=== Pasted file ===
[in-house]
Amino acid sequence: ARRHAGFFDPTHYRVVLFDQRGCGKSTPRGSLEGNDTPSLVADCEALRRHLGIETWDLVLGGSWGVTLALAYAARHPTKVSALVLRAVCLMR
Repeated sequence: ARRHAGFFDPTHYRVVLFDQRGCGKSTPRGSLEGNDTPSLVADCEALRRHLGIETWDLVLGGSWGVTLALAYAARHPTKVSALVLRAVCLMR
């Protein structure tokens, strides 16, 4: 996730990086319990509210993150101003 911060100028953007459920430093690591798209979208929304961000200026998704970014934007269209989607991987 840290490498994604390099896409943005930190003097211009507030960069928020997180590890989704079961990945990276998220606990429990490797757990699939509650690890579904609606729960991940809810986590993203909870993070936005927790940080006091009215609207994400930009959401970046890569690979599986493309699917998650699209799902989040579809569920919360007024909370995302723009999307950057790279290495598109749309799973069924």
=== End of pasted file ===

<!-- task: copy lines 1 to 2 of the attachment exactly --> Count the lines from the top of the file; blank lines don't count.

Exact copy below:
[in-house]
Amino acid sequence: ARRHAGFFDPTHYRVVLFDQRGCGKSTPRGSLEGNDTPSLVADCEALRRHLGIETWDLVLGGSWGVTLALAYAARHPTKVSALVLRAVCLMR